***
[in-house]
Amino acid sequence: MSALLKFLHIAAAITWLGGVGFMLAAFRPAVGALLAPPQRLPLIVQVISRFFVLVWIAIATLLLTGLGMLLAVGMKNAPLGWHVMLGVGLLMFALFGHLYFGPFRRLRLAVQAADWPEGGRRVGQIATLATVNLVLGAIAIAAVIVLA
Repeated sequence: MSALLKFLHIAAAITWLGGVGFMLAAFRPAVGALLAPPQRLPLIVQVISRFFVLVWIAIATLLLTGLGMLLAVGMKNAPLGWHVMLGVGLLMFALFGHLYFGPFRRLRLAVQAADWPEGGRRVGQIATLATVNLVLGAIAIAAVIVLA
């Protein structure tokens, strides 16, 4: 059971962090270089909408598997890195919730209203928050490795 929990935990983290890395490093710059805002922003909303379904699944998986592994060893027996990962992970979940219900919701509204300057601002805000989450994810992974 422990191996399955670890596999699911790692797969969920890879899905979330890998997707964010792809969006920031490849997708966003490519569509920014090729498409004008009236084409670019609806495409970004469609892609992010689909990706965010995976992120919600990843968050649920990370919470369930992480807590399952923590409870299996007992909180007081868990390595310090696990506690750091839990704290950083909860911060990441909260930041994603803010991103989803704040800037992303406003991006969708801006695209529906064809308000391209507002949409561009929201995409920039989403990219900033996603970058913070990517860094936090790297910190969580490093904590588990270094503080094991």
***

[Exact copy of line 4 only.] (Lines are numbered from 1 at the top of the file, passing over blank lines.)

């Protein structure tokens, strides 16, 4: 059971962090270089909408598997890195919730209203928050490795 929990935990983290890395490093710059805002922003909303379904699944998986592994060893027996990962992970979940219900919701509204300057601002805000989450994810992974 422990191996399955670890596999699911790692797969969920890879899905979330890998997707964010792809969006920031490849997708966003490519569509920014090729498409004008009236084409670019609806495409970004469609892609992010689909990706965010995976992120919600990843968050649920990370919470369930992480807590399952923590409870299996007992909180007081868990390595310090696990506690750091839990704290950083909860911060990441909260930041994603803010991103989803704040800037992303406003991006969708801006695209529906064809308000391209507002949409561009929201995409920039989403990219900033996603970058913070990517860094936090790297910190969580490093904590588990270094503080094991």